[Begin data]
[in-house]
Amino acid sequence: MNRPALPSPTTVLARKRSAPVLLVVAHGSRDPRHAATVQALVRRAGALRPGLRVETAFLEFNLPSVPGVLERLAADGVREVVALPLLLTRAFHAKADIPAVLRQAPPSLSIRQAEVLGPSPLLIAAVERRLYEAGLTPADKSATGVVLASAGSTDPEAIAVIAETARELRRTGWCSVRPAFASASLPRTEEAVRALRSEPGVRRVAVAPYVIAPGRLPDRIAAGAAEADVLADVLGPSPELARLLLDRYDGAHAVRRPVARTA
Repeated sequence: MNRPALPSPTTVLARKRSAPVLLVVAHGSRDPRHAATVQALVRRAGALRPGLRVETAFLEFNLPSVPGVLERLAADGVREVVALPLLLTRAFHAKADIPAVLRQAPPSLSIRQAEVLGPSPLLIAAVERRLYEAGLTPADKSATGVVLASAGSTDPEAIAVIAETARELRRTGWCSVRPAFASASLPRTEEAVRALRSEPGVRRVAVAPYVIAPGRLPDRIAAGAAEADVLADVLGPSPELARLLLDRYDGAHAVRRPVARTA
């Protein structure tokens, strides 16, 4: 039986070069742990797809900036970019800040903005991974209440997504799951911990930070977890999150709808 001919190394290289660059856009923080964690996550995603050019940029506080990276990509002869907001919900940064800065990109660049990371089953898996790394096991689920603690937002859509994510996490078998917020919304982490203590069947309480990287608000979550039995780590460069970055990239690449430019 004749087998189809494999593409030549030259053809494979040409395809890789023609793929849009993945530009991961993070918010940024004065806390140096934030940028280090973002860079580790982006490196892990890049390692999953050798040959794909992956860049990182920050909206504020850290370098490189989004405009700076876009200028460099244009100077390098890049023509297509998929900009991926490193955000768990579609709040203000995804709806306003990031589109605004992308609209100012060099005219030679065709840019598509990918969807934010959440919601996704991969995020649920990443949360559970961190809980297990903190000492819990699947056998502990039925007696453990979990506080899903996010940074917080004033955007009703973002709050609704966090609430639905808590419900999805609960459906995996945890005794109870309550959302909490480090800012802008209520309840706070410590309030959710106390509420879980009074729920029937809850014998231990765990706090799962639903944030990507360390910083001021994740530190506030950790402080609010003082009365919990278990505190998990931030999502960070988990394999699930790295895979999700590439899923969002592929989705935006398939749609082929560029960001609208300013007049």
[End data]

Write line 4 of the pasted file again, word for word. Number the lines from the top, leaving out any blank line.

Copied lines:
């Protein structure tokens, strides 16, 4: 039986070069742990797809900036970019800040903005991974209440997504799951911990930070977890999150709808 001919190394290289660059856009923080964690996550995603050019940029506080990276990509002869907001919900940064800065990109660049990371089953898996790394096991689920603690937002859509994510996490078998917020919304982490203590069947309480990287608000979550039995780590460069970055990239690449430019 004749087998189809494999593409030549030259053809494979040409395809890789023609793929849009993945530009991961993070918010940024004065806390140096934030940028280090973002860079580790982006490196892990890049390692999953050798040959794909992956860049990182920050909206504020850290370098490189989004405009700076876009200028460099244009100077390098890049023509297509998929900009991926490193955000768990579609709040203000995804709806306003990031589109605004992308609209100012060099005219030679065709840019598509990918969807934010959440919601996704991969995020649920990443949360559970961190809980297990903190000492819990699947056998502990039925007696453990979990506080899903996010940074917080004033955007009703973002709050609704966090609430639905808590419900999805609960459906995996945890005794109870309550959302909490480090800012802008209520309840706070410590309030959710106390509420879980009074729920029937809850014998231990765990706090799962639903944030990507360390910083001021994740530190506030950790402080609010003082009365919990278990505190998990931030999502960070988990394999699930790295895979999700590439899923969002592929989705935006398939749609082929560029960001609208300013007049």